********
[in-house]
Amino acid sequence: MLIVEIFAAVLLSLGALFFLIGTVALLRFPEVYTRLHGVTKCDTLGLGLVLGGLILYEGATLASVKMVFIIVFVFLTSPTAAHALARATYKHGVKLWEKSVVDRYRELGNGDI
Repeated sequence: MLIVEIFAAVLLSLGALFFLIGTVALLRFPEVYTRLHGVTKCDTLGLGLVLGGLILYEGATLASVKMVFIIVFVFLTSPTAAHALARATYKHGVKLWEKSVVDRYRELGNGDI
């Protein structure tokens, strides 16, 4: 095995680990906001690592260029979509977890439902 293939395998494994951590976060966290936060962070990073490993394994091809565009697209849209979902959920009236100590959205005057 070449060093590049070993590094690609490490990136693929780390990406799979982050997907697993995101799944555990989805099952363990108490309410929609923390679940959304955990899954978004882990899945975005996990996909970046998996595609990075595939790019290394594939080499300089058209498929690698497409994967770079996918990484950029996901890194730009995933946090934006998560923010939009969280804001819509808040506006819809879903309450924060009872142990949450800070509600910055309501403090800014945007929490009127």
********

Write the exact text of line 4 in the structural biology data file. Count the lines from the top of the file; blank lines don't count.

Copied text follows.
């Protein structure tokens, strides 16, 4: 095995680990906001690592260029979509977890439902 293939395998494994951590976060966290936060962070990073490993394994091809565009697209849209979902959920009236100590959205005057 070449060093590049070993590094690609490490990136693929780390990406799979982050997907697993995101799944555990989805099952363990108490309410929609923390679940959304955990899954978004882990899945975005996990996909970046998996595609990075595939790019290394594939080499300089058209498929690698497409994967770079996918990484950029996901890194730009995933946090934006998560923010939009969280804001819509808040506006819809879903309450924060009872142990949450800070509600910055309501403090800014945007929490009127």